Why watch college football?

Written by | Football, Sportsball

It’s odd that given a choice between the best pro-athletes and amateurs, one would choose amateurs. Most college football players are not pro-level talent, and the older you get, the more it dawns on you that you are watching people not old enough to drink hit each other. So when the weekend rolls around, why watch football on Saturday instead of/in addition to Sunday?

For one, the game itself is different at the college level. The rules are somewhat different, like only needing one foot in bounds to make a catch, having wide-ass hash marks (20 ft. wider than the NFL), the clock stops to reset the chains on first down, and no sudden death overtime to name a few. But no one cheers for the rules. It’s actually the varied level of talent and skill sets that make college football fun.

Most pro offenses have a pocket passer who occasionally scrambles when a play falls apart, and defenses are tailored to that type of offense. College football, in contrast, is madness and chaos. Sometimes a team has a quarterback whose biggest strength is not throwing. I’ve seen a college quarterback punt. Coaches still have preferred offense styles, but they need to get creative with the talent they have in order to be successful. Sometimes success looks really weird, and that is awesome.

The game becomes something else when you don’t always have the biggest, strongest, most talented guys playing against each other. The variety of offenses, how that affects defensive play, the way anything can happen, adds to the experience of watching college ball. No team is safe, especially in this upset-prone year. For example, (at the time) unbeaten number two Ohio State lost to unranked Penn State. Ohio State is still the better team, but some Angels in the Outfield shit went down.

This brings me to my next point. Take a look at what happens after Penn State wins the game. As a reminder, this was not after a bowl game or a championship game.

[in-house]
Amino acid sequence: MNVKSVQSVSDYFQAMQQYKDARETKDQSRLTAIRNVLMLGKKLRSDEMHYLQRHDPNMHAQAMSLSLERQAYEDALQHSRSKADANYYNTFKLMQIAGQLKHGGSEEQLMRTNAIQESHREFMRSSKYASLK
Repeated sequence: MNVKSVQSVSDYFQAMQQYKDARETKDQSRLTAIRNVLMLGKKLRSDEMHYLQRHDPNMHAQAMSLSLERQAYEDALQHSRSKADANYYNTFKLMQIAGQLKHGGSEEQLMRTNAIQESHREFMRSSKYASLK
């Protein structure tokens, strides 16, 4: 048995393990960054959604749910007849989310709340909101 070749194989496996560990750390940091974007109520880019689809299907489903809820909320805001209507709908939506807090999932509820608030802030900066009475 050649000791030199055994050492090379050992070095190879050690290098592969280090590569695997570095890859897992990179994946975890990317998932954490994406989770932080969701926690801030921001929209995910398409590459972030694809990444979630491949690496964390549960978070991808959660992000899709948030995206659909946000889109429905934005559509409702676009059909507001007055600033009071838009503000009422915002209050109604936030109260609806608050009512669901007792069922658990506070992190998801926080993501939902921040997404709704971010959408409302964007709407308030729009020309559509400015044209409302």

Sure, spectators get pretty hyped up at NFL games, but it’s different. I don’t think I’ve ever seen people cry at NFL games, and you sure as hell can’t rush the field. There are no student tickets, no marching bands, and no weird trophies for rivalry matches in the NFL. In college football, it’s like everyone has agreed to keep a strange, old patchwork of random crap we’ve liked since the late-1800s (apparently that includes pig statutes, skillets, and long lineages of various dogs) and engage in something akin to group hysteria once a week. That’s called tradition, folks.

Another part of tradition is that the teams don’t move. Notre Dame football will never move to L.A. to get more money. There is something about trying to maintain an institution and style of play for over a hundred years in the same place that appeals to people. I would argue especially in America since we’re still a young country compared to the rest of the world.

I’ll let Stephen Fry explain some of this wonderful ridiculousness:

Okay, so if you’re newish to college football who should you watch?

If you’re interested in following a team that will have a shot at the National Championship, you have a few options. The Alabama Crimson Tide has been ranked number one for several weeks running for good reason. While they’re not the flashiest team, they get ‘er done. The Michigan Wolverines are ranked number two with one of the best defenses in college football. For the ACC I’m skipping over number three Clemson to tell you to follow number five Louisville because they’re more fun to watch. (You wanna fight about it, Clemson?!) The Cinderella story in the rankings is number four Washington; a team that historically has been overshadowed by the Oregon Ducks, but who beat their asses with a dynamic offense and solid defense.

Honestly though, the National Championship isn’t why people love college football. Most fans are happy if their team gets into a bowl game and wins their rivalry games. If you want to see college football at it’s peak, I’d actually recommend setting aside November 26th for some intense viewing. There’s Alabama vs. Auburn, Florida vs. Florida State, Notre Dame vs. USC, and many more great rivalries. Of course, there’s also Michigan vs. Ohio State, which ESPN has ranked as one of the greatest rivalries of all.

Last modified: November 1, 2016